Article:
This summer you too may have occasion to be a receptive audience to birdsong, quotidian or ecstatic.
We all know the cardinal’s impossibly happy song on a beautiful morning. (It makes us ashamed to lie in bed, doesn’t it? (What-cheer, what-cheer … wheet, wheet, wheet, wheet. Get up! Get up! Get up! The world is waiting!) And you might have heard, as I did a month or so ago, the expert and fluid mimicry of a catbird. Even the humbler birds that perch around your house and visit your feeder have their song — the chickadee’s fee-bee, the purple finch’s warble.
So what do we make of the Classical Music as Birdsong claim about the song of the grosbeak and Yo-Yo Ma’s cello:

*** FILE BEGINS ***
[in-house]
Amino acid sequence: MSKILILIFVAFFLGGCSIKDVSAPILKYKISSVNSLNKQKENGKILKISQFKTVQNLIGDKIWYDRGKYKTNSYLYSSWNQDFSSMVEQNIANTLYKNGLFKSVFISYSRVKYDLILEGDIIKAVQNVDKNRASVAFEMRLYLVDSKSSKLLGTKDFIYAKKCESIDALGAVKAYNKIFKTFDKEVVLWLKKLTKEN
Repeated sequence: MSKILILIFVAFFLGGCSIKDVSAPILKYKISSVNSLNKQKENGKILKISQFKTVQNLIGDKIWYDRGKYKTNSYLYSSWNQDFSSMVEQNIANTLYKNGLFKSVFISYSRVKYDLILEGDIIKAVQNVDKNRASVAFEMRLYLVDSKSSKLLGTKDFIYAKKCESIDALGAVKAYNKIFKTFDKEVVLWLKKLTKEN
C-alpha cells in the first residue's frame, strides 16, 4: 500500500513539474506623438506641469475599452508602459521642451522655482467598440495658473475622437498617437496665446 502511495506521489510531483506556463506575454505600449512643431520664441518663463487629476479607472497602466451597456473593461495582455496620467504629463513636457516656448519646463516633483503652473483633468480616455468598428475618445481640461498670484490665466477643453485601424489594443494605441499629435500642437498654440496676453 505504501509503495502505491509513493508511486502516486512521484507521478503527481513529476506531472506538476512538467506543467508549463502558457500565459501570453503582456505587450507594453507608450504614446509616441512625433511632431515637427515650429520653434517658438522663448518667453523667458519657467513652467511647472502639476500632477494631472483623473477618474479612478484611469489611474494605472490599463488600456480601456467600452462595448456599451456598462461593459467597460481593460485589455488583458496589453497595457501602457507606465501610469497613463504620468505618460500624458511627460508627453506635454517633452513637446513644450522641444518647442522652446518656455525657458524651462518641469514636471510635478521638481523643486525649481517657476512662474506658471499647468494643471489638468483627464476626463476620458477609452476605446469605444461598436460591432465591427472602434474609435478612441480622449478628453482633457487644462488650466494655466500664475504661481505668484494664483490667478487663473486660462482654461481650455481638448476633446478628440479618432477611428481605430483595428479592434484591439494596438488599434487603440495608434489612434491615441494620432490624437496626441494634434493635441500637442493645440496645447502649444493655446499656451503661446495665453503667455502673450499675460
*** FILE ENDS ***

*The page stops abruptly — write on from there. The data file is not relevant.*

I just interviewed an author who described the song of the Black Headed Grosbeaks as Yo-Yo Ma laying into a sonata.
He then went further, calling it a cascade of notes, almost more than you could take in, with the type of energy where you could hear the violinist or cellist attack the strings.
He then asked me if I knew a better referrent than Yo-Yo Ma. I didn’t. Do you?
You can check out the comments this blogger received (click the Classical Music as Birdsong link above). Or you can weigh in here on your own, with your own curious comments and questions.
Did you think that Aaron Janse sounded somewhat grosbeakish in a recent concert? Or that Jane Garvin’s flute gave the larks a run for their money? We are talking nature here, of course, and culture — and the intricate, intimate connection between them.